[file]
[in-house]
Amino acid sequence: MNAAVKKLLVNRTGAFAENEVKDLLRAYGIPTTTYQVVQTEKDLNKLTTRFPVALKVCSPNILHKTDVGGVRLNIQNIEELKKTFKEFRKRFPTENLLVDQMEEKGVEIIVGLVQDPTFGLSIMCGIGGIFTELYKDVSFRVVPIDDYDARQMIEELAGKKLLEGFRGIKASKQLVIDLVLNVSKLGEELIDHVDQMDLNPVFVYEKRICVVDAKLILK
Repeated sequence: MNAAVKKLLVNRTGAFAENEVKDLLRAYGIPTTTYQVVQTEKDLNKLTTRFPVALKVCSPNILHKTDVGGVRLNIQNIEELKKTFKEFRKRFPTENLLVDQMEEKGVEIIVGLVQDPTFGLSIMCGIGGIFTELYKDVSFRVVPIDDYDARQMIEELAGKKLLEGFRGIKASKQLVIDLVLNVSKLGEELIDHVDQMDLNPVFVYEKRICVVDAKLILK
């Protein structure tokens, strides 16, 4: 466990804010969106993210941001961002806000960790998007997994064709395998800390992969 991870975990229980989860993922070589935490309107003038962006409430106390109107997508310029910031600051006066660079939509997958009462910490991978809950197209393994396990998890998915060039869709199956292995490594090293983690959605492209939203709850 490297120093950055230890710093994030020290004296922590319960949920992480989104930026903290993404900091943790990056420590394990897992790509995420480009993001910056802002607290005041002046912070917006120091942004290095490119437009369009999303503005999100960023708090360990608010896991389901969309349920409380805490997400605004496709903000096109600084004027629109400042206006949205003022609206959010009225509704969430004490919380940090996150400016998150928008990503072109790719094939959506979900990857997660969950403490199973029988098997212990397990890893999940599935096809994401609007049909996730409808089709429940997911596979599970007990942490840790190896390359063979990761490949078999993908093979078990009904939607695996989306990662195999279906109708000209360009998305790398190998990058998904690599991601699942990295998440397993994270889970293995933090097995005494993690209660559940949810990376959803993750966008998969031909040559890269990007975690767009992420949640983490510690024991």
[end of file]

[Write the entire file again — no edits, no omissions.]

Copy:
[in-house]
Amino acid sequence: MNAAVKKLLVNRTGAFAENEVKDLLRAYGIPTTTYQVVQTEKDLNKLTTRFPVALKVCSPNILHKTDVGGVRLNIQNIEELKKTFKEFRKRFPTENLLVDQMEEKGVEIIVGLVQDPTFGLSIMCGIGGIFTELYKDVSFRVVPIDDYDARQMIEELAGKKLLEGFRGIKASKQLVIDLVLNVSKLGEELIDHVDQMDLNPVFVYEKRICVVDAKLILK
Repeated sequence: MNAAVKKLLVNRTGAFAENEVKDLLRAYGIPTTTYQVVQTEKDLNKLTTRFPVALKVCSPNILHKTDVGGVRLNIQNIEELKKTFKEFRKRFPTENLLVDQMEEKGVEIIVGLVQDPTFGLSIMCGIGGIFTELYKDVSFRVVPIDDYDARQMIEELAGKKLLEGFRGIKASKQLVIDLVLNVSKLGEELIDHVDQMDLNPVFVYEKRICVVDAKLILK
């Protein structure tokens, strides 16, 4: 466990804010969106993210941001961002806000960790998007997994064709395998800390992969 991870975990229980989860993922070589935490309107003038962006409430106390109107997508310029910031600051006066660079939509997958009462910490991978809950197209393994396990998890998915060039869709199956292995490594090293983690959605492209939203709850 490297120093950055230890710093994030020290004296922590319960949920992480989104930026903290993404900091943790990056420590394990897992790509995420480009993001910056802002607290005041002046912070917006120091942004290095490119437009369009999303503005999100960023708090360990608010896991389901969309349920409380805490997400605004496709903000096109600084004027629109400042206006949205003022609206959010009225509704969430004490919380940090996150400016998150928008990503072109790719094939959506979900990857997660969950403490199973029988098997212990397990890893999940599935096809994401609007049909996730409808089709429940997911596979599970007990942490840790190896390359063979990761490949078999993908093979078990009904939607695996989306990662195999279906109708000209360009998305790398190998990058998904690599991601699942990295998440397993994270889970293995933090097995005494993690209660559940949810990376959803993750966008998969031909040559890269990007975690767009992420949640983490510690024991």